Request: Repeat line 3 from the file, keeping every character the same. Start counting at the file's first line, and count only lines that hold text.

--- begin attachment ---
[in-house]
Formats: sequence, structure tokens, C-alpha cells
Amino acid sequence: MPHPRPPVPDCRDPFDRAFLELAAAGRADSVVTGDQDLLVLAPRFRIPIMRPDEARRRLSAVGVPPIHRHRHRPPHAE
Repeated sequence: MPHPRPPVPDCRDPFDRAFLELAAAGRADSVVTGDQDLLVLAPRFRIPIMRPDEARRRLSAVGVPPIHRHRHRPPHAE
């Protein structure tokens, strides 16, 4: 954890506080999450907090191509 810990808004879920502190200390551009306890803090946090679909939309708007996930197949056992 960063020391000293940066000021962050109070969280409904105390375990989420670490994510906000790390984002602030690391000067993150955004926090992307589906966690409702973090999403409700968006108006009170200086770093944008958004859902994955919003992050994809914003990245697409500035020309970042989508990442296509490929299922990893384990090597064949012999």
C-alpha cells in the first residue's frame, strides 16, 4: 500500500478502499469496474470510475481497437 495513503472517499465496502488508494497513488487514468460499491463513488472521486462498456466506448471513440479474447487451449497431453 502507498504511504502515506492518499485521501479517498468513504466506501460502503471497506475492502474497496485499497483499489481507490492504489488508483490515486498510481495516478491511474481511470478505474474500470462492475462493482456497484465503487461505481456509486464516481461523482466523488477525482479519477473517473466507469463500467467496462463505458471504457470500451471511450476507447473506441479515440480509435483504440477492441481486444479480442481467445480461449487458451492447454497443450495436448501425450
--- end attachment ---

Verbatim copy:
Amino acid sequence: MPHPRPPVPDCRDPFDRAFLELAAAGRADSVVTGDQDLLVLAPRFRIPIMRPDEARRRLSAVGVPPIHRHRHRPPHAE